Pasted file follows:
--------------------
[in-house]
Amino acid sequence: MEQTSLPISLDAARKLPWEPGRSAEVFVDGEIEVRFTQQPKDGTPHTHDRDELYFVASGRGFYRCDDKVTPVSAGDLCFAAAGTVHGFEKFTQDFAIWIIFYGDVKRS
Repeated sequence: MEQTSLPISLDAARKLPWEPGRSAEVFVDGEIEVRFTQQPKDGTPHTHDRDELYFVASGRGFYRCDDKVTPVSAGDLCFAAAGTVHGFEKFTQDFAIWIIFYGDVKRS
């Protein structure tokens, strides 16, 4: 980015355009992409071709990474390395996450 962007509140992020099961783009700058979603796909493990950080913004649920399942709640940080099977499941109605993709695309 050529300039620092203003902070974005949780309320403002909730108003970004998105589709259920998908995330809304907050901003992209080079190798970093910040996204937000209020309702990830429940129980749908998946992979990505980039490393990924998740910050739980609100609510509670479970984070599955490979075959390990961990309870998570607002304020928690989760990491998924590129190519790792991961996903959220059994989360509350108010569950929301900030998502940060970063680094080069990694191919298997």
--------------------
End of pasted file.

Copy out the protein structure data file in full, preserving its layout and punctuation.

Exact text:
[in-house]
Amino acid sequence: MEQTSLPISLDAARKLPWEPGRSAEVFVDGEIEVRFTQQPKDGTPHTHDRDELYFVASGRGFYRCDDKVTPVSAGDLCFAAAGTVHGFEKFTQDFAIWIIFYGDVKRS
Repeated sequence: MEQTSLPISLDAARKLPWEPGRSAEVFVDGEIEVRFTQQPKDGTPHTHDRDELYFVASGRGFYRCDDKVTPVSAGDLCFAAAGTVHGFEKFTQDFAIWIIFYGDVKRS
């Protein structure tokens, strides 16, 4: 980015355009992409071709990474390395996450 962007509140992020099961783009700058979603796909493990950080913004649920399942709640940080099977499941109605993709695309 050529300039620092203003902070974005949780309320403002909730108003970004998105589709259920998908995330809304907050901003992209080079190798970093910040996204937000209020309702990830429940129980749908998946992979990505980039490393990924998740910050739980609100609510509670479970984070599955490979075959390990961990309870998570607002304020928690989760990491998924590129190519790792991961996903959220059994989360509350108010569950929301900030998502940060970063680094080069990694191919298997």